In an increasingly digital world, it can be surprising to hear that many businesses and public sector organisations still rely on copper wire analogue infrastructure to operate their networks and deliver their services.
Yet, according to estimates, more than 14 million traditional lines will be affected when the analogue phone network is switched off in 2025 – a substantial proportion of which will be in non-domestic properties.
The switch-off in just over three years’ time is an opportunity for many of these companies to embrace change now. While it might seem like a long way off, it will begin in earnest from as early as 2023.
Consequently, it could very quickly begin to open up new possibilities through new products and services offered by digital communications providers, along with enhanced and more reliable connectivity.
In fact, there is evidence of this already happening. Cellular digital systems are scaling up to be able to replace, and improve upon, existing analogue services.
These include technologies to support Internet of Things (IoT) networks, such as LoRaWAN – low power, wide area networks – as well as cellular networks like NB-IoT and Cat-M, particularly when it comes to delivering connectivity in rural and remote locations.
Satellite communications will also play a major role in these areas.
The shift to digital should be a positive development for everyone with an interest in greater connectivity, but it will be particularly beneficial for certain industries.
Chief among them are some of the most important sectors we rely on: energy, water, and healthcare. They needed IoT monitoring before IoT networks even existed and the shift to digital gives them the opportunity to embrace what these systems can offer.
In the lead up to the switch-off, telecommunications providers will be able to offer a range of new technologies – such as NB-IoT, LoRaWAN, and Cat-M – to markets that have not had them previously. These can bring about efficiencies, increase reliability, and lower costs. NB-IoT is already scaling up in anticipation of increased network use when the switch-off occurs.
Many of these new services could become core components of what businesses and public services can offer. While it may begin as a ‘like-for-like’ move, very quickly they will begin to realise what greater connectivity can enable.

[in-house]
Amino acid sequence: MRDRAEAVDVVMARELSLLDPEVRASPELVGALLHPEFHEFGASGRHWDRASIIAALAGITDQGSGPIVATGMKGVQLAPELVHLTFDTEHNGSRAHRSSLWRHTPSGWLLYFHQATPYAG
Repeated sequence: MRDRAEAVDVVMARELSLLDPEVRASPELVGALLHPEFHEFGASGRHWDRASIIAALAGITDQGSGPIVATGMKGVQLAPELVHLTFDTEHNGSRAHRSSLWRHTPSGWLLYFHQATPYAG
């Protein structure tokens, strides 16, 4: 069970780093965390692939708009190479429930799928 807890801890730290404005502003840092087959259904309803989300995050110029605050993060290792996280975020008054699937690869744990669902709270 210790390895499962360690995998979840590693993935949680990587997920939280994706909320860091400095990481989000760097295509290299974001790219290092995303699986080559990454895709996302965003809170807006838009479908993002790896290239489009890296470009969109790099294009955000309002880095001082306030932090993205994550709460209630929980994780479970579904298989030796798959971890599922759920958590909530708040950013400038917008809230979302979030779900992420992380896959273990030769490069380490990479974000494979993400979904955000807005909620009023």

For instance, with new digital communications a utility company may be able to move from reactive alerts when something has gone wrong to full condition monitoring and predictive maintenance for critical infrastructure.
There are still challenges to be overcome in the shift to digital. The principal obstacle is around cybersecurity and what this could mean in terms of system vulnerability.
Over the next couple of years, new cybersecurity measures will need to be brought in and placed at the heart of digital services – and this will need to be communicated to system users to allay their worries.
The importance of getting cyber security right underlines the need for infrastructure operators and organisations across the private and public sectors to act now to plan for the changes ahead. This is especially important for any providers of critical services, to avoid any impact around the time the switch-off takes place.
The first and most straightforward action they can take is to follow the guidelines from communications providers and meet the outlined milestones, so that required changes are implemented on time.
Likewise, they will need to get their cybersecurity plan in place, addressing any threats to individual devices as well as their network.
At the same time, organisations should also seek out independent advice from support businesses that are technology agnostic to support a smooth transition.
The analogue switch-off is an opportunity for service providers of all types to embrace change and for telecommunications companies to innovate their product offering.
However, to make the most of the opportunities this milestone presents, they will have to act now – not wait until 2025.